03/28/2008 02:48 am ET Updated Nov 17, 2011

Do You Haiku?

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Do You Haiku?

I don't know why Americans have such a fascination with haiku, but our bookstores are positively rife with them. At your local Barnes and Noble, you can find gay haiku, baseball haiku, hipster haiku, Episcopal haiku, erotic haiku, cat haiku (or "catku"), haikus for Jews, and even a haiku collection by rocker Steve Earle. It's possible that haiku appeal to our ever shortening attention span. They are literary snacks--the mini quiches of the poetry world. This week's column is a (fittingly) short lesson on this tiny but powerful poetic form.

Haiku first flourished in 17th Century Japan with the writings of the poet Matsuo Basho. People so revered Basho that the imperial government, gulp, deified him. That's right, they actually made him a god. His tombstone reads:

Stop writing poems,

you said, be an accountant.

The joke's on you, Dad

(Ok, not really.)

Basho's work helped cement the haiku rules and traditions. You probably know that a haiku's first line must be exactly five syllables long, the second line must be seven, and the third five. Haiku also traditionally include a word that notes the season (called a "kagi") and strive to present a sense of loneliness (or "wabi") and a valuing of undervalued things ("sabi"). These traditions are meant to help a haiku overcome its small size. Because while filling out the form's syllable count is pretty easy, writing a strong poem in such a short span is not. A good haiku is like a bell strike: quick but deeply resonant.

To give you a sense of traditional haiku, here are three examples by Japanese masters translated by former U.S. Poet Laureate Robert Hass in his anthology The Essential Haiku from Ecco Press. As you'll see, a haiku can be strikingly beautiful (Buson), resonant (Basho) and even kind of funny (Issa). Since they're translated, these poems don't hold to the required syllable count.

A field of mustard,

no whale in sight,

the sea, darkening.


Even in Kyoto--

hearing the cuckoo's cry--

I long for Kyoto.


New Year's Day--

everything is in Blossom!

I feel about average.


The haiku form became popular in the U.S. in the early 20th Century when it caught the eye of the Imagist movement: a group of poets interested in clear, sharp imagery and language. Ezra Pound, the best-known of the group, wrote this brief, haiku-like poem you've probably come across before:

Apparition of those faces in a crowd

Petals on a wet, black bough.

Jack Kerouac and the Beat Poets, with their interest in Eastern philosophies, also took to writing haiku. Never one for tradition, Kerouac developed his own American version of the form that he called "haiku pop." In writing his haiku pop, Kerouac didn't see the need to stick to the 5-7-5 syllable scheme--he felt our speech "popped" enough on its own. His haiku range from the beautiful:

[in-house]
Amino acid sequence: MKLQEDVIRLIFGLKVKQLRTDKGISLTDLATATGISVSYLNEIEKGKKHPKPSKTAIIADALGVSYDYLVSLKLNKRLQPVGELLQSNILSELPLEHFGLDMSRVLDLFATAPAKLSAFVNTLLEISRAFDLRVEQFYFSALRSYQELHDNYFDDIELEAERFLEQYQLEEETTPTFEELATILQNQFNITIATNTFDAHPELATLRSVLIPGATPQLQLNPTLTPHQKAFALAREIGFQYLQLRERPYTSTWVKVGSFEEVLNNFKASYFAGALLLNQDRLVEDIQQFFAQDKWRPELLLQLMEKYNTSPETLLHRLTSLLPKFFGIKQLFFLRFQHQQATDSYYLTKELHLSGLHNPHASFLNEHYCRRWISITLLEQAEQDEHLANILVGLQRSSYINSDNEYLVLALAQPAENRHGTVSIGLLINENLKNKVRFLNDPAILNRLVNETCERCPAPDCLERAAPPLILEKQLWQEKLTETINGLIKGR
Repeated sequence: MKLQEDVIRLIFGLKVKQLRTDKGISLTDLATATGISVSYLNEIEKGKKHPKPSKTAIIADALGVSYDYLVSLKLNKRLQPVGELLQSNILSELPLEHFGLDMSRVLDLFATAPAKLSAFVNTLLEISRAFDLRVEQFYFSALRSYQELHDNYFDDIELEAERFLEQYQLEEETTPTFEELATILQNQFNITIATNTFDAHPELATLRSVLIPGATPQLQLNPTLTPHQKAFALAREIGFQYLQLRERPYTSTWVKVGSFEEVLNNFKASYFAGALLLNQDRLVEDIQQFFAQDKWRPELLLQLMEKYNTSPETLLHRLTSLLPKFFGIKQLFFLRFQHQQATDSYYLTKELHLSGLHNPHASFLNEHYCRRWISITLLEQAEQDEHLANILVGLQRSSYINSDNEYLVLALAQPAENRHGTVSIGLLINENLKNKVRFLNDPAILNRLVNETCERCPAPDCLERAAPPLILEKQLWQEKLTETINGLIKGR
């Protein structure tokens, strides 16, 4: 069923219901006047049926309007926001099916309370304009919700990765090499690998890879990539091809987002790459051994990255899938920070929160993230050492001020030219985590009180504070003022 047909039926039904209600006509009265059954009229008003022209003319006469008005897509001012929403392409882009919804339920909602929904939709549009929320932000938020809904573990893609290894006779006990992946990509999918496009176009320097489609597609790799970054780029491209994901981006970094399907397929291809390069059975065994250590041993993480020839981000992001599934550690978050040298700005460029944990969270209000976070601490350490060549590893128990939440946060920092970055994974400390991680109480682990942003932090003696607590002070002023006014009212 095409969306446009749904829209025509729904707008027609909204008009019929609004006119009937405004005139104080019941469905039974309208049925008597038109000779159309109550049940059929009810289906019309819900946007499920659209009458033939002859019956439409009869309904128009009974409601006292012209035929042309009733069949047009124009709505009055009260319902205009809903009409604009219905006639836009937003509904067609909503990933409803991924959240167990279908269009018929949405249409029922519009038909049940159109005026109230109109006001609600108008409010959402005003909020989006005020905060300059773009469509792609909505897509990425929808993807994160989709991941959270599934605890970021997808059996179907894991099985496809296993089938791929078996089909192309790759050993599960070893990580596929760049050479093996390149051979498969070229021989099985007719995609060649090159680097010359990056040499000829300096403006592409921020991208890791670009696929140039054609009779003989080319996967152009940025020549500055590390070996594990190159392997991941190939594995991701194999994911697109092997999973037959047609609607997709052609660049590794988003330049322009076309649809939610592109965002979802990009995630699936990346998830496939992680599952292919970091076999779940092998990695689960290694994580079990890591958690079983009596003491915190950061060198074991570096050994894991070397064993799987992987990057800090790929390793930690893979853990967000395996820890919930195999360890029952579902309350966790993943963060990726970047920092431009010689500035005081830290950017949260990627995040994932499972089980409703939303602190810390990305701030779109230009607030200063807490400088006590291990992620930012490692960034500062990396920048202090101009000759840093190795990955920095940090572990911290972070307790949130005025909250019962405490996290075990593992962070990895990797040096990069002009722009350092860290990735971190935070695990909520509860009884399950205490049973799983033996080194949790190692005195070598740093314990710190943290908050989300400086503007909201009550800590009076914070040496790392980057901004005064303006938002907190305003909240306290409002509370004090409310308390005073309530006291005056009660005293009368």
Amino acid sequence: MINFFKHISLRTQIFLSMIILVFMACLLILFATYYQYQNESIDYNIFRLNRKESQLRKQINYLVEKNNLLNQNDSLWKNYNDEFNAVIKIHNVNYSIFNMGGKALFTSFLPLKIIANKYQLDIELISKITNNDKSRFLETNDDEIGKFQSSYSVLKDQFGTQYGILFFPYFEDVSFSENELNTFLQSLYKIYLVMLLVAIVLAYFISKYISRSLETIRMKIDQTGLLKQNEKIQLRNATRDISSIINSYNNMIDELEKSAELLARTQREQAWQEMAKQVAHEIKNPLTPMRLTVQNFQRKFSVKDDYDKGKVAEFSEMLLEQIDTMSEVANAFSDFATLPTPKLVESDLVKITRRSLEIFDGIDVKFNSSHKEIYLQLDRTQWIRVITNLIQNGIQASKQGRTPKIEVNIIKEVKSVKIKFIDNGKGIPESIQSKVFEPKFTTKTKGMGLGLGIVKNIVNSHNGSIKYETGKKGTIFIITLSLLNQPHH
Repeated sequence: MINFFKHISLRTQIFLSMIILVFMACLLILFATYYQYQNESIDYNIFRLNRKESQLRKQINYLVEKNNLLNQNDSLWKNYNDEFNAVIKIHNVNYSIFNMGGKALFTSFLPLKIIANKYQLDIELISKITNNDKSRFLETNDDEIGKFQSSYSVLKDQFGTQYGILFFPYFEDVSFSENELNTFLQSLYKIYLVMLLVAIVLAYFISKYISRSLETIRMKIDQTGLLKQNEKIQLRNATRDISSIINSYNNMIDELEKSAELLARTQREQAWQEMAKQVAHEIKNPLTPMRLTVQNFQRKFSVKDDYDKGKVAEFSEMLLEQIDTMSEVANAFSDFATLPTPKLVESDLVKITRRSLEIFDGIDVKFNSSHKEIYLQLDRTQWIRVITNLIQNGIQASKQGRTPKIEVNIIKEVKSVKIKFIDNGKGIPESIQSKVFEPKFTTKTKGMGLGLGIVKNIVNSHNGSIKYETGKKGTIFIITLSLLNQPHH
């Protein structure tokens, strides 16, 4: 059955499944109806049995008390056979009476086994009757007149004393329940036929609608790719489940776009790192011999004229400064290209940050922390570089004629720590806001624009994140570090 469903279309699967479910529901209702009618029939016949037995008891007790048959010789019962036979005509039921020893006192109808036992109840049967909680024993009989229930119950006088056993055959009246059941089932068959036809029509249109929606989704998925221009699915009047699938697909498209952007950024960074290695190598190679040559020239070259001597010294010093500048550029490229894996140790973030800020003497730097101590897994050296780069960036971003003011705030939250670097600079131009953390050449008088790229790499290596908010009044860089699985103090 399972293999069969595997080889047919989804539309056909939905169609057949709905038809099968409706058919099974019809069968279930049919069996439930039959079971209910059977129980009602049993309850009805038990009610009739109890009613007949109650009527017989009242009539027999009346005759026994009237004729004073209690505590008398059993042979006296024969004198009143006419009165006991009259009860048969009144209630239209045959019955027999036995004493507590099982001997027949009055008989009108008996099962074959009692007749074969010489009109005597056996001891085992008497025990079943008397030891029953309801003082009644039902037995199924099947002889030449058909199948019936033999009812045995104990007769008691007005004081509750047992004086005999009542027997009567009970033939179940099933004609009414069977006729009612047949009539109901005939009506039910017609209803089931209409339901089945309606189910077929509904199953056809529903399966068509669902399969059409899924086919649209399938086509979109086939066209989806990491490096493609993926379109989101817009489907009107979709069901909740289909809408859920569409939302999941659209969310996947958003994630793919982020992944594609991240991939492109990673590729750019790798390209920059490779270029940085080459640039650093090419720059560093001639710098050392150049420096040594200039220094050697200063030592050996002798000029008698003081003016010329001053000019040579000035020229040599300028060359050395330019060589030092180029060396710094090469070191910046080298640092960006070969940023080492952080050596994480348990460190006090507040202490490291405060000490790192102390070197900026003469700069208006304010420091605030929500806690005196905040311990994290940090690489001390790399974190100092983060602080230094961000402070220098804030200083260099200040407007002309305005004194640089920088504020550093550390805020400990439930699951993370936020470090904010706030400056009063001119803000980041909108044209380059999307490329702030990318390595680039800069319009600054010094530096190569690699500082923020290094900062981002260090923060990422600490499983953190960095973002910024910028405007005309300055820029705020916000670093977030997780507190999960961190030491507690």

In the sun

the butterfly wings

Like a church window

to the...err...drug-induced?:

All day long

wearing a hat

that wasn't on my head.

Since the advent of the Internet, haiku has also flourished online. MIT researcher John Cho's website SPAM ku has been thriving since June of 1995, when spam came from cans, not from Nigeria, and when there were fewer than 18,000 websites in the world. At SPAM ku, spam poets can share their contemplations of America's least favorite processed food. The site has even spawned a book called Tranquil Reflections on Luncheon Loaf. Here's a sample:

If SPAM was purple

It would look a lot cooler
But still taste like sh*t

With almost 20,000 nuggets like that on the site, all printed on a gross pink wallpaper, reading SPAM ku is a little bit like water torture. The site has won numerous honors including "Worst of the web" and "Wurst of the web" (complete with sausage). But it sure garners a lot of attention. It's rival site,, as far as I could tell, hasn't won anything. Computers (!) have even gotten in on the act. The web now offers a "genuine haiku generator."

So what's behind all this haiku madness? It certainly helps that they're easy to write. I once made the mistake of assigning a haiku to my poetry students. I encouraged them to take their time--to get out into nature and work on lines that, as the poet David Gurga puts it, "link the experience of a single moment to the universal forces of change and renewal." They were good kids. I had faith. One of them turned in this:

Writing a haiku

as I'm on my way to class

looking at the grass


I guess I was asking for it.